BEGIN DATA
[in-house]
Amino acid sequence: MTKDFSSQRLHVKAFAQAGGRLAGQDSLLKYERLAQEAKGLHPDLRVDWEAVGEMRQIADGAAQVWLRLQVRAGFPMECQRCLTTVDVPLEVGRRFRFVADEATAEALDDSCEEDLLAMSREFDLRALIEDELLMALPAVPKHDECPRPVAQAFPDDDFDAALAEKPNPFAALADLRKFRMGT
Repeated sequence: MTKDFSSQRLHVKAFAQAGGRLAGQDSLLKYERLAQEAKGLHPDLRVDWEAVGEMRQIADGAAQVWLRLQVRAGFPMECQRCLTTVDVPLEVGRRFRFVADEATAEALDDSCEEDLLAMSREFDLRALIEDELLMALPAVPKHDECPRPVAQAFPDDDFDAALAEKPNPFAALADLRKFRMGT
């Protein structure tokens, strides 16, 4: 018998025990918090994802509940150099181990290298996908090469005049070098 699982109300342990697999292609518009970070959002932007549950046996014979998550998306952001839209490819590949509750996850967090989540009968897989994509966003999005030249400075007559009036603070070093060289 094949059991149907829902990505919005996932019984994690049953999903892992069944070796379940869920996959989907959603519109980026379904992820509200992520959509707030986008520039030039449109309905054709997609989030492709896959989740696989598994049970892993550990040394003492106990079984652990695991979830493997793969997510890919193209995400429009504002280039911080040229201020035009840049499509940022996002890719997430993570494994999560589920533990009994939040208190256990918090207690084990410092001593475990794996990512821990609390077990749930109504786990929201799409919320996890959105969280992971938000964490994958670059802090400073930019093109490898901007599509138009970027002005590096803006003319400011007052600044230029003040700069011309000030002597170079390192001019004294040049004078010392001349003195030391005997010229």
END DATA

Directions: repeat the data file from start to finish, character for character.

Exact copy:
[in-house]
Amino acid sequence: MTKDFSSQRLHVKAFAQAGGRLAGQDSLLKYERLAQEAKGLHPDLRVDWEAVGEMRQIADGAAQVWLRLQVRAGFPMECQRCLTTVDVPLEVGRRFRFVADEATAEALDDSCEEDLLAMSREFDLRALIEDELLMALPAVPKHDECPRPVAQAFPDDDFDAALAEKPNPFAALADLRKFRMGT
Repeated sequence: MTKDFSSQRLHVKAFAQAGGRLAGQDSLLKYERLAQEAKGLHPDLRVDWEAVGEMRQIADGAAQVWLRLQVRAGFPMECQRCLTTVDVPLEVGRRFRFVADEATAEALDDSCEEDLLAMSREFDLRALIEDELLMALPAVPKHDECPRPVAQAFPDDDFDAALAEKPNPFAALADLRKFRMGT
């Protein structure tokens, strides 16, 4: 018998025990918090994802509940150099181990290298996908090469005049070098 699982109300342990697999292609518009970070959002932007549950046996014979998550998306952001839209490819590949509750996850967090989540009968897989994509966003999005030249400075007559009036603070070093060289 094949059991149907829902990505919005996932019984994690049953999903892992069944070796379940869920996959989907959603519109980026379904992820509200992520959509707030986008520039030039449109309905054709997609989030492709896959989740696989598994049970892993550990040394003492106990079984652990695991979830493997793969997510890919193209995400429009504002280039911080040229201020035009840049499509940022996002890719997430993570494994999560589920533990009994939040208190256990918090207690084990410092001593475990794996990512821990609390077990749930109504786990929201799409919320996890959105969280992971938000964490994958670059802090400073930019093109490898901007599509138009970027002005590096803006003319400011007052600044230029003040700069011309000030002597170079390192001019004294040049004078010392001349003195030391005997010229």